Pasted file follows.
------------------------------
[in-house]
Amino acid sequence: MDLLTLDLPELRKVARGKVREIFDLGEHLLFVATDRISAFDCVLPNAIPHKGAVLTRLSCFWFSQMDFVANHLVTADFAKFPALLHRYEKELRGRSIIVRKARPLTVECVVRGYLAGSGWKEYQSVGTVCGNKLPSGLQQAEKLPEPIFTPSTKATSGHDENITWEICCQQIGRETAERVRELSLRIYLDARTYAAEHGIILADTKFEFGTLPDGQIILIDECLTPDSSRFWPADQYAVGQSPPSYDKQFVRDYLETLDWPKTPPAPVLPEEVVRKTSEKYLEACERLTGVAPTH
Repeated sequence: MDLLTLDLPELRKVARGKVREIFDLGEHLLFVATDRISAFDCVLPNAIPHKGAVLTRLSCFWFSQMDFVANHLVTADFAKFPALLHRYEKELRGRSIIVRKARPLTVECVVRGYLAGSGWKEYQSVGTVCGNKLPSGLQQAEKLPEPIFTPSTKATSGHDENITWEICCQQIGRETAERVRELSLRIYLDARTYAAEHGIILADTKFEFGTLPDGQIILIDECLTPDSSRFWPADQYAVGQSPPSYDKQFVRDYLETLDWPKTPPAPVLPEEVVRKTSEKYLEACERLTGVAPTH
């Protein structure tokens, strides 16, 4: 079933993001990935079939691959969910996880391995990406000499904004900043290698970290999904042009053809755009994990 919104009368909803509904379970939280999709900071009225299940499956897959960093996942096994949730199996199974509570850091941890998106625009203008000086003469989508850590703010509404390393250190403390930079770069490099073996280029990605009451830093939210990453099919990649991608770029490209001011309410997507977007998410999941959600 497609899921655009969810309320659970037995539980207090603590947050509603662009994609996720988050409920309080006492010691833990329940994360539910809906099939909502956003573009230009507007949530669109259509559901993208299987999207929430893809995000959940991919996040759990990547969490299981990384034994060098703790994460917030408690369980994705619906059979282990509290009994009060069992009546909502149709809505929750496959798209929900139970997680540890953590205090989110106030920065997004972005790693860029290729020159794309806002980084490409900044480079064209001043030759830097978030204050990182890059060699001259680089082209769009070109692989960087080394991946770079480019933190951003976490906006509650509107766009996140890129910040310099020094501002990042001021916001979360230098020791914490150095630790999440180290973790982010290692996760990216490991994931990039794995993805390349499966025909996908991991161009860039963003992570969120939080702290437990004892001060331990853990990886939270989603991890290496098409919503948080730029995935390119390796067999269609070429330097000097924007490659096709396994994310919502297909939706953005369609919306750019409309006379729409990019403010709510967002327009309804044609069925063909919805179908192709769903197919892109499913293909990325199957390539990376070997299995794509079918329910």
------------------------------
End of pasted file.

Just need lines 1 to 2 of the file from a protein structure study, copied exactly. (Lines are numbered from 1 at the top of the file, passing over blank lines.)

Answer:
[in-house]
Amino acid sequence: MDLLTLDLPELRKVARGKVREIFDLGEHLLFVATDRISAFDCVLPNAIPHKGAVLTRLSCFWFSQMDFVANHLVTADFAKFPALLHRYEKELRGRSIIVRKARPLTVECVVRGYLAGSGWKEYQSVGTVCGNKLPSGLQQAEKLPEPIFTPSTKATSGHDENITWEICCQQIGRETAERVRELSLRIYLDARTYAAEHGIILADTKFEFGTLPDGQIILIDECLTPDSSRFWPADQYAVGQSPPSYDKQFVRDYLETLDWPKTPPAPVLPEEVVRKTSEKYLEACERLTGVAPTH